In 1930, a priest arrived, who was to be the anthropological jewel in the tiara of the Pallottine missions. Father Ernest Ailred Worms was to be a member of the Society for 49 years and a priest for 43 of them. He was appointed parish priest of Broome in 1931. His anthropological interest in Aboriginal people and his compassion for their plight in the remote parts of Australia never waned during these long years of service. Durack recounts a story of how a wandering resident heard Aboriginal chants coming from a ceremonial ground near Broome and moved closer to observe. As he noticed there were a number of Catholic Aborigines present and participating, he contemplated reporting their names to the new parish priest. Glancing around he saw that very person squatting in the outer circle of elders busily taking notes!
Father Ernest Worms of Borchum, in the diocese of Muenster was born in 1891. He entered the Society in 1912, but his divinity studies were interrupted when he was called up for military service during the First World War in which he was seriously wounded. He won the Kaiser's Iron Cross during this tragic conflict. Returning to the seminary after hostilities concluded he continued his studies being ordained in 1920. His courses had included some linguistics and studies in ethnology (the branch of anthropology dealing with the various groups of humanity, their origins, distinctive characteristics, customs and distribution). These lectures were presented by Dr. Herman Nekes, about whom we will hear more. On Worms' appointment as parish priest of Broome after 10 years in German speaking missions, he was dismayed to find that that all study of Aboriginal language and customs had ceased with the departure of Father Bischoffs. This situation was the result of economic and other concerns of survival, but now that some prosperity was being enjoyed, he recommenced anthropological studies amongst the local Aboriginal people eventually extending his studies to peoples originating in the desert south of Gregory Salt Lake. He did not have an easy time of this. Some of his fellow missionaries thought his activities were a waste of time, but the scientist in Father Worms made a different interpretation. He saw that the Aboriginal capacity for balancing different faiths on different shoulders was an illustration of their extreme spirituality. He felt that this characteristic could be a stepping stone from which the missionaries could build a people strong in Christian faith. I will speak further about Society members who managed to use the vernacular in religious celebrations to enhance both understanding and enjoyment of liturgy.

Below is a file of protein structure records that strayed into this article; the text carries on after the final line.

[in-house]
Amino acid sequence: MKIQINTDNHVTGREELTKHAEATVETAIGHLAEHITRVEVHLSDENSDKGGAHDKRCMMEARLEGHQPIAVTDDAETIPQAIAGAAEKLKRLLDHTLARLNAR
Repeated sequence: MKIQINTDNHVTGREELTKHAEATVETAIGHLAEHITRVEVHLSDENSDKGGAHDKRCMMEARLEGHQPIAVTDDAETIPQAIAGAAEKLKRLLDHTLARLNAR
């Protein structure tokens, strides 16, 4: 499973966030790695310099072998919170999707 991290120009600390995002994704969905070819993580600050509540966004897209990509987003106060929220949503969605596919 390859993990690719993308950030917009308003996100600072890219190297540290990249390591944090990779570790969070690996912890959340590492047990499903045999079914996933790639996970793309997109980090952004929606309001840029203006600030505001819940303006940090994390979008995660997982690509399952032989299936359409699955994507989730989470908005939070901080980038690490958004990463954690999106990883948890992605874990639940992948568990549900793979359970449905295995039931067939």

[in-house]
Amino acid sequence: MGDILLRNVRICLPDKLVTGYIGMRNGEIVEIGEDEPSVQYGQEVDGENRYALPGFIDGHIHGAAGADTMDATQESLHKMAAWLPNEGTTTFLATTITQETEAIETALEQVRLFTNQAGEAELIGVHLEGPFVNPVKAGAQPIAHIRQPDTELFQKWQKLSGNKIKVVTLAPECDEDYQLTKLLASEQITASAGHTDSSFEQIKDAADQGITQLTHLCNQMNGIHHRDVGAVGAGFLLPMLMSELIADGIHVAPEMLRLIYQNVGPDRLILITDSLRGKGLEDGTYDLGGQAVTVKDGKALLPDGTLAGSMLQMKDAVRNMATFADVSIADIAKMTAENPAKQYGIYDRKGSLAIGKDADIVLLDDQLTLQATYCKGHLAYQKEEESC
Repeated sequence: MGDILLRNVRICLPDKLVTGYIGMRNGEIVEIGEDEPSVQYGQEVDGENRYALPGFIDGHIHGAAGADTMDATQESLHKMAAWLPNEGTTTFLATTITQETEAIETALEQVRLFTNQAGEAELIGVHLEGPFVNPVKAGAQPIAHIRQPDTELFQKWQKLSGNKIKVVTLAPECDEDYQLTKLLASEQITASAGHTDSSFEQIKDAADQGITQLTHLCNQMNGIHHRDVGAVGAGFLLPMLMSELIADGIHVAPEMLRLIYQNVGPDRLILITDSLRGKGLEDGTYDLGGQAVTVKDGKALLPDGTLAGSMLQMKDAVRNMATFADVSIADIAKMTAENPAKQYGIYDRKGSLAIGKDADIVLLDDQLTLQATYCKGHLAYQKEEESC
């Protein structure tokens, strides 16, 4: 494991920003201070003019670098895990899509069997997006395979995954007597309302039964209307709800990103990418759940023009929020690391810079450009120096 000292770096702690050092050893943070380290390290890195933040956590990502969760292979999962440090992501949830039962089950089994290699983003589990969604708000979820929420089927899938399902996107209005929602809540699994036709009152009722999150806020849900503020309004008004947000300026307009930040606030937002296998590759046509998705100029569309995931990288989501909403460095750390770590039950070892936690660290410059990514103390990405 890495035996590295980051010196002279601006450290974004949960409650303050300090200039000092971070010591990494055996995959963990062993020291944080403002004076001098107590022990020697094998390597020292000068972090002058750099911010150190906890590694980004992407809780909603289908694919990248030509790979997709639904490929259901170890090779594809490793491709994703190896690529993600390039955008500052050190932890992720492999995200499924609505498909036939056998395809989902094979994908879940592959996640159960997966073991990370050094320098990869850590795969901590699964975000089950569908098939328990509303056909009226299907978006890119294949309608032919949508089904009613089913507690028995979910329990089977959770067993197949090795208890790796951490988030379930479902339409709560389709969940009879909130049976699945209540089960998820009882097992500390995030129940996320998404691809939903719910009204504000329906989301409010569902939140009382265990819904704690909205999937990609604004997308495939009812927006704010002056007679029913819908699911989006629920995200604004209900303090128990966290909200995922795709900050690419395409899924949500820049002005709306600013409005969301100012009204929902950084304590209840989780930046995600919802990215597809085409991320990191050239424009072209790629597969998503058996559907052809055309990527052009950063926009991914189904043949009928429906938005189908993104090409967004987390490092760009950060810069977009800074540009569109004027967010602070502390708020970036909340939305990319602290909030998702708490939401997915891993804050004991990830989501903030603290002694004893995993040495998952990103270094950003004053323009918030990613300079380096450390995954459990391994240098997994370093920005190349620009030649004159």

Father Worms' ethnological studies led him to follow the ancient Aboriginal routes of cultural exchange that proceed from the Indian Ocean inland up the Fitzroy River to the reservoir of Aboriginal religious practice in the interior deserts. Durack asserts that:
He also found opportunities to explore the rock galleries flanking the riverine gorges of the north Kimberley in which are painted huge representations of heroic ancestral figures that have interested every individual who has ever seen them, and some who have only heard of them. Despite the inane claims of some authors, these Wandjina figures, whose heads are surrounded by radiant headdresses, are not depictions of extra-terrestrials. They depict entities from the creative formative period of Aboriginal Dreaming who had and have far greater influence over the spiritual practices of Australian Aboriginal people than any pop culturist could imagine. One should not imagine that Father Worms neglected either his parishioners or his ecclesiastical responsibilities whilst thus engaged. Perhaps he had some time during his travels to dream as did the founder of his spiritual path Saint Vincent, because we shall see that he had aspirations for expanding mission influence in remote parts of the Kimberley where the Christian message had not yet reached.